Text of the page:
Of 57,543 homes funded by grant3 from Homes England only 5.16%, that is 2,972 were SR. Including 611 built without grant, the SR number climbs to 3,583. This is just 4% of all schemes agreed by Homes England. Of more than £2 billion grant handed out by them a puny £163 million was devoted to SR. £971 million grant went to ‘affordable home ownership’ for 29,604 homes. £939 million was funding for 24,967 AR homes. 22,080 AR homes were built with nil grant. Usually these will be part funded by Right to Buy receipts and/or Section 106 monies (payments by developers associated with the cost of infrastructure). These are the ones which could be affected by the government policy for First Homes4 which would use Section 106 monies for ownership rather than for social housing.
Although AR has not so far replaced SR homes to the extent we feared, so long as AR continues to be funded then there will be less money available for SR. Every project funded by Homes England includes conversion of existing homes to AR. The level of funding of SR is so negligible that SR numbers will continue to decline unless the policy is changed. The number of SR council homes has fallen by 118,000 since 2012.
AR should be abandoned and all council properties should be charged SR. So long as there is so little grant for councils to build new council homes and Right to Buy remains in place, the number of council homes will continue to decline as they have done in every year since 1979. Introducing AR has failed to deliver more homes. Since 2010 there has been a fall in the number of council homes in England of 194,000.
Finally, because of the low grant level for new building schemes councils not only have to fund projects by charging AR, but they also have to take on extra borrowing. The cost of servicing the extra debt5 has to come from tenant rent which means that there is less money available for the maintenance and renewal of existing council housing stock. Servicing debt already takes up 16% of HRA income nationally. Less than 10% of expenditure goes on capital works (renewal of housing components) annually, work which is essential to maintain the housing to a decent standard.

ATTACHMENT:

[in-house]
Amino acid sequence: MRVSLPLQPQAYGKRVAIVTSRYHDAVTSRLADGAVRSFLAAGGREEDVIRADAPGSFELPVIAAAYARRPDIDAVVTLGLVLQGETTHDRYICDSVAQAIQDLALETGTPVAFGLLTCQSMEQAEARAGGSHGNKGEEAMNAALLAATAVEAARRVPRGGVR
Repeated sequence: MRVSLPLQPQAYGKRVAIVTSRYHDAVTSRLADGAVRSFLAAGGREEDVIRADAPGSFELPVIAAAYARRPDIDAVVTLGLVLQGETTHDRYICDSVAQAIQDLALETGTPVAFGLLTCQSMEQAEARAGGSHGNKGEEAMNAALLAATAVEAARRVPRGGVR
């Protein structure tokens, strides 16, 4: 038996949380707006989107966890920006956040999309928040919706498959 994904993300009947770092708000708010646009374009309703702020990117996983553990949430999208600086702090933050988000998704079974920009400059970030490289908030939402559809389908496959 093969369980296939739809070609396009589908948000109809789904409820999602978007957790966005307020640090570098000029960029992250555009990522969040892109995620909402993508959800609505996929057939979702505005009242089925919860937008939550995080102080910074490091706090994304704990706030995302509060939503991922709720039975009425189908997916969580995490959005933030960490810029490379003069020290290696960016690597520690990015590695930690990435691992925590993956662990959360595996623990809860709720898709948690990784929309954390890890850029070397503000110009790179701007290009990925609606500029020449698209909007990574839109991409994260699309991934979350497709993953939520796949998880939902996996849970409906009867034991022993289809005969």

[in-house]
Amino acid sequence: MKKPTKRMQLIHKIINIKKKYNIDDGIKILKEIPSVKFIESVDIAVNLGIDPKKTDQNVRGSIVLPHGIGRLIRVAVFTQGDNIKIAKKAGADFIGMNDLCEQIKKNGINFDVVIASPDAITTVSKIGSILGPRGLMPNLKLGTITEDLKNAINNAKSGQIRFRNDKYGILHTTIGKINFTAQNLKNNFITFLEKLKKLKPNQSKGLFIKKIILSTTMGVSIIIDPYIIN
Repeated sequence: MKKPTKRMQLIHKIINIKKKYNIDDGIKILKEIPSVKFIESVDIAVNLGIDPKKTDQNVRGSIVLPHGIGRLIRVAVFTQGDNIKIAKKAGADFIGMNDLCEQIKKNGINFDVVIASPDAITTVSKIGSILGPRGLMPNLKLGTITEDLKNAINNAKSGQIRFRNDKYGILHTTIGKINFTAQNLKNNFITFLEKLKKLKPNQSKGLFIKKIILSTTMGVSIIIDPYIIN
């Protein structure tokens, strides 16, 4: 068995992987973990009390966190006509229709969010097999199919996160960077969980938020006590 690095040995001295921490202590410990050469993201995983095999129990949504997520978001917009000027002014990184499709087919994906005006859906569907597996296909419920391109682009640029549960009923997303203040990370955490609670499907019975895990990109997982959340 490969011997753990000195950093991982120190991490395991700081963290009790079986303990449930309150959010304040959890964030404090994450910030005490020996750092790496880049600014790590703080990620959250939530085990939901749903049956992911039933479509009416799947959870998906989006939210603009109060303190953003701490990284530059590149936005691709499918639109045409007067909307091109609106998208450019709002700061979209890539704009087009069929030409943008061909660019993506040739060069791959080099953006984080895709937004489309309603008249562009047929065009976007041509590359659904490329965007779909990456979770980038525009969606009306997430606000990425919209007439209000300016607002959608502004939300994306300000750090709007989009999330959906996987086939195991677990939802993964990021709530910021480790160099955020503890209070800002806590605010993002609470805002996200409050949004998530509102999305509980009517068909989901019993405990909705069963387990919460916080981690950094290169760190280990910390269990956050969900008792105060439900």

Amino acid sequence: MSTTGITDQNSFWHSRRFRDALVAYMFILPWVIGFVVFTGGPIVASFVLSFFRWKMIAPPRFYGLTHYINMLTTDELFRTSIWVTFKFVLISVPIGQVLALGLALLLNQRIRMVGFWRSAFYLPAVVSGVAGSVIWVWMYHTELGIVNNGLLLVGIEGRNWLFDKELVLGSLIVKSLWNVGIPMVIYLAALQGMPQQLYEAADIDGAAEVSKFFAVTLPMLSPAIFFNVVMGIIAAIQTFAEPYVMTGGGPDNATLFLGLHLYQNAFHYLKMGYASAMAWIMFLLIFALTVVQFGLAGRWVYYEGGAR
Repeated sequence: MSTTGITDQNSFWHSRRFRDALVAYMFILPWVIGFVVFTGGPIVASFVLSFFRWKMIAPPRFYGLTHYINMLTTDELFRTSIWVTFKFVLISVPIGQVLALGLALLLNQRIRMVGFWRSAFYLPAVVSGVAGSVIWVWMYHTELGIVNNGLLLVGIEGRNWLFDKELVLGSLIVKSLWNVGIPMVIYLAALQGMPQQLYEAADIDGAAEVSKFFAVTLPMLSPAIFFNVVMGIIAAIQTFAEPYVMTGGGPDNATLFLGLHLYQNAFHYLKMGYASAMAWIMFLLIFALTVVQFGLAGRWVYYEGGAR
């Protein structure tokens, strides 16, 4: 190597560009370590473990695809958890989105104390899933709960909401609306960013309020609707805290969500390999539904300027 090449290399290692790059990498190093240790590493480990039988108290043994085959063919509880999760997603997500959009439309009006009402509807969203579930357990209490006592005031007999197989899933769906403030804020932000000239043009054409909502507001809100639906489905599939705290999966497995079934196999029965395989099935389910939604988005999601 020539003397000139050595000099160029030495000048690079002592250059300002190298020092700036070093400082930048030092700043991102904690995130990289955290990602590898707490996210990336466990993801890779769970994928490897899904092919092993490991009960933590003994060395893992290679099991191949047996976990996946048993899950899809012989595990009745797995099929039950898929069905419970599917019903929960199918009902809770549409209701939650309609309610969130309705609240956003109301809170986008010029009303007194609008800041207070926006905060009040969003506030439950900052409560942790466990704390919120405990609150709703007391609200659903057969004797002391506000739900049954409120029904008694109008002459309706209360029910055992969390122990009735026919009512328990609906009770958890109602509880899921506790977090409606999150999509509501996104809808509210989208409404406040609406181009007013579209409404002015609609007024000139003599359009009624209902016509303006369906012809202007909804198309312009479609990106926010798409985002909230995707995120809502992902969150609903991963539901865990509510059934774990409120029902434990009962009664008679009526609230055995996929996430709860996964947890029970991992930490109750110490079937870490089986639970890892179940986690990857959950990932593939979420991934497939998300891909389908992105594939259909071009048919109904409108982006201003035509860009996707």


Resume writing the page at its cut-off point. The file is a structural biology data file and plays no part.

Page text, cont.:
If the average grant per SR property is £54,887 the 2,972 homes would add up to £163,124,165. So only 7.8% of funding has supported SR homes.
£993,907,682 has funded 24,967 AR homes, comprising 45.3% of funding.
£971,248,032 has funded “affordable ownership” comprising 46.8% of funding.
See the tables and read offline download a PDF here he funding
Good evening Martin
I put a message up on your site during the week I would much appreciate a reply, so that I can explain a few home truths as to how LA’s operate, my father now passed, was a labour activist well into his eighties and was never more proud of me when I launched the scheme for affordable social housing and was broken hearted when I explained the real truth. I have read your recent columns, and you quote various numbers and stats which are all true, however there are fundamental issues to understand before they matter. I would really appreciate a reply from you so that I can validate what I am saying and maybe give you the biggest platform you have ever had to take the fight to the heart of the matter.
Kindest regards Cliff Peters
Sent from my iPhone